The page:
Sponsored by the Rutgers University Department of Mathematics and the
Center for Discrete Mathematics and Theoretical Computer Science (DIMACS)

Andrew Baxter, Rutgers University, baxter{at} math [dot] rutgers [dot] edu
Doron Zeilberger, Rutgers University, zeilberg {at} math [dot] rutgers [dot] edu

Title: Relationship between Amino Acids Sequences and Protein Structures: Folding Patterns and Sequence Patterns

Speaker: Alexander Kister, Rutgers University

Date: Thursday, October 29, 2009 5:00pm

Location: Hill Center, Room 705, Rutgers University, Busch Campus, Piscataway, NJ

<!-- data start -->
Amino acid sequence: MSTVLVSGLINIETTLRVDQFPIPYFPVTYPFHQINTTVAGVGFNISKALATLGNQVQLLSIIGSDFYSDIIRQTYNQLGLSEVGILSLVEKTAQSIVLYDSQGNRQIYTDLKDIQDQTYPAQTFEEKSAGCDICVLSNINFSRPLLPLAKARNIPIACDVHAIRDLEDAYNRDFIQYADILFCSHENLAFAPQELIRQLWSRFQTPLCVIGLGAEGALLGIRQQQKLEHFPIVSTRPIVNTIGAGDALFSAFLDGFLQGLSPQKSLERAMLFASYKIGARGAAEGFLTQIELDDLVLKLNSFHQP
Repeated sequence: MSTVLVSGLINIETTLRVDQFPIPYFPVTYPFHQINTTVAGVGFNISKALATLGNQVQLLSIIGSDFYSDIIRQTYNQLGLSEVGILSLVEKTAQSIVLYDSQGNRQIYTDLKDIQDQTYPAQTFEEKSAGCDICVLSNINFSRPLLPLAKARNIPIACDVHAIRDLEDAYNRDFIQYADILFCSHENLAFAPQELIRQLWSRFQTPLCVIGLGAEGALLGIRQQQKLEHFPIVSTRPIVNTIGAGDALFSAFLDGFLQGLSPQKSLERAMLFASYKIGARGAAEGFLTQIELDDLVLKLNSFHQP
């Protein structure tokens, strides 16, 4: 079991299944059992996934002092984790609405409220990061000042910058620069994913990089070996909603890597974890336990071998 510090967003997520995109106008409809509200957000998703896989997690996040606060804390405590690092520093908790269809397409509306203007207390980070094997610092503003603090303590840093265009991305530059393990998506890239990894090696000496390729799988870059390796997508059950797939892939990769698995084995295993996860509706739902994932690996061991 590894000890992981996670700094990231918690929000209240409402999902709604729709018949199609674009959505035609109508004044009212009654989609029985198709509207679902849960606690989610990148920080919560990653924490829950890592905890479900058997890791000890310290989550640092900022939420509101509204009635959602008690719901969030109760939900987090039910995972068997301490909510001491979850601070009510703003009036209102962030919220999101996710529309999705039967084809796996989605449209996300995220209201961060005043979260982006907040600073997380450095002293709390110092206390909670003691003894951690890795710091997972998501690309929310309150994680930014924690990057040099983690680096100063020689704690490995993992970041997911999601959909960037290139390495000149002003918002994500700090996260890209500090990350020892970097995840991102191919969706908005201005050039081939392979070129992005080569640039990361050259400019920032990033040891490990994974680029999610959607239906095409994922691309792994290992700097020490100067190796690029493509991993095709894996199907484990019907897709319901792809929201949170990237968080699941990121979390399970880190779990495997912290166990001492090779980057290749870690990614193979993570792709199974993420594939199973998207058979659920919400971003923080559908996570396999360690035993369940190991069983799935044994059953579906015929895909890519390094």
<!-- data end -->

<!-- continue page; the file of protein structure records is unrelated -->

A fundamental principle that governs sequence-structure relationship of proteins states that the native structure of a protein is determined by its amino acid sequence. This principle implies that similar sequences encode similar structures. Observations showed that proteins tend to share similar three-dimensional structures when their sequence identity exceeds 30%. This is an important observation because, first, it provides the threshold for structure prediction from amino acid sequences and, secondly, it suggests that a relatively small number of residues in a sequence are critical to structure formation, while others play a relatively minor structural role. Thus, even though each residue makes some contribution to 3D structure formation, the relative weights of the contributions vary greatly. The goal of this research is to develop the method for identification of residues, which play an essential role for structure formation.